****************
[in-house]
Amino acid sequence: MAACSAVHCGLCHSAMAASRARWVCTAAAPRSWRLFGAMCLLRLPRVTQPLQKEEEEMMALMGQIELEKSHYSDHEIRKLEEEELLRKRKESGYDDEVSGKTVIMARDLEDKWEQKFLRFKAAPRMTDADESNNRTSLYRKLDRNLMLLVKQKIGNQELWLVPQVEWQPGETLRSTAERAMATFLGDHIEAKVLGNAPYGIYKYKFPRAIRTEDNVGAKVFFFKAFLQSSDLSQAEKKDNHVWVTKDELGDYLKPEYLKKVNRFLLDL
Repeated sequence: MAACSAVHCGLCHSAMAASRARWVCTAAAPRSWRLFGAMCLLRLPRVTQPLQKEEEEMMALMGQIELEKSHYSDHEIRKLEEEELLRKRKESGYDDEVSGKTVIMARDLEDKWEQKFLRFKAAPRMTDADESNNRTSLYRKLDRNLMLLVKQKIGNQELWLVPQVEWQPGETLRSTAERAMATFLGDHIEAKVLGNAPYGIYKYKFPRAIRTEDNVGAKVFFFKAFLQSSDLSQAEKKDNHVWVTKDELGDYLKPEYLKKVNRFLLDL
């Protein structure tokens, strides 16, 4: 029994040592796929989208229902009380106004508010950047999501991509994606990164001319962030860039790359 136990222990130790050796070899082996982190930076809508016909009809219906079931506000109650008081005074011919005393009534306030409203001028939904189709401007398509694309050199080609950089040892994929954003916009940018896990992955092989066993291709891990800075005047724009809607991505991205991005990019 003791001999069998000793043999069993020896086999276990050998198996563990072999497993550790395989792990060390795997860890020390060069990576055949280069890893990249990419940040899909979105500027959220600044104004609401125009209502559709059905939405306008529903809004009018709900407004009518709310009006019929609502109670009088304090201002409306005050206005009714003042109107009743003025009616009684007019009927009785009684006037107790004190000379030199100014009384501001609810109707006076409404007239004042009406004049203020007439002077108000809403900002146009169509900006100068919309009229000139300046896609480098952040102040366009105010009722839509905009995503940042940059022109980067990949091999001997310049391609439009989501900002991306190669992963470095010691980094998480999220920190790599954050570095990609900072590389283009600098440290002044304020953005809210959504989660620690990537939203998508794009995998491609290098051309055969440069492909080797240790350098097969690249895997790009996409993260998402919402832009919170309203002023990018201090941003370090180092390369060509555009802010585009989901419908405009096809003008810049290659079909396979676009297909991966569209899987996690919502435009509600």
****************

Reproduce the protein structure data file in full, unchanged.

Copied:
[in-house]
Amino acid sequence: MAACSAVHCGLCHSAMAASRARWVCTAAAPRSWRLFGAMCLLRLPRVTQPLQKEEEEMMALMGQIELEKSHYSDHEIRKLEEEELLRKRKESGYDDEVSGKTVIMARDLEDKWEQKFLRFKAAPRMTDADESNNRTSLYRKLDRNLMLLVKQKIGNQELWLVPQVEWQPGETLRSTAERAMATFLGDHIEAKVLGNAPYGIYKYKFPRAIRTEDNVGAKVFFFKAFLQSSDLSQAEKKDNHVWVTKDELGDYLKPEYLKKVNRFLLDL
Repeated sequence: MAACSAVHCGLCHSAMAASRARWVCTAAAPRSWRLFGAMCLLRLPRVTQPLQKEEEEMMALMGQIELEKSHYSDHEIRKLEEEELLRKRKESGYDDEVSGKTVIMARDLEDKWEQKFLRFKAAPRMTDADESNNRTSLYRKLDRNLMLLVKQKIGNQELWLVPQVEWQPGETLRSTAERAMATFLGDHIEAKVLGNAPYGIYKYKFPRAIRTEDNVGAKVFFFKAFLQSSDLSQAEKKDNHVWVTKDELGDYLKPEYLKKVNRFLLDL
């Protein structure tokens, strides 16, 4: 029994040592796929989208229902009380106004508010950047999501991509994606990164001319962030860039790359 136990222990130790050796070899082996982190930076809508016909009809219906079931506000109650008081005074011919005393009534306030409203001028939904189709401007398509694309050199080609950089040892994929954003916009940018896990992955092989066993291709891990800075005047724009809607991505991205991005990019 003791001999069998000793043999069993020896086999276990050998198996563990072999497993550790395989792990060390795997860890020390060069990576055949280069890893990249990419940040899909979105500027959220600044104004609401125009209502559709059905939405306008529903809004009018709900407004009518709310009006019929609502109670009088304090201002409306005050206005009714003042109107009743003025009616009684007019009927009785009684006037107790004190000379030199100014009384501001609810109707006076409404007239004042009406004049203020007439002077108000809403900002146009169509900006100068919309009229000139300046896609480098952040102040366009105010009722839509905009995503940042940059022109980067990949091999001997310049391609439009989501900002991306190669992963470095010691980094998480999220920190790599954050570095990609900072590389283009600098440290002044304020953005809210959504989660620690990537939203998508794009995998491609290098051309055969440069492909080797240790350098097969690249895997790009996409993260998402919402832009919170309203002023990018201090941003370090180092390369060509555009802010585009989901419908405009096809003008810049290659079909396979676009297909991966569209899987996690919502435009509600």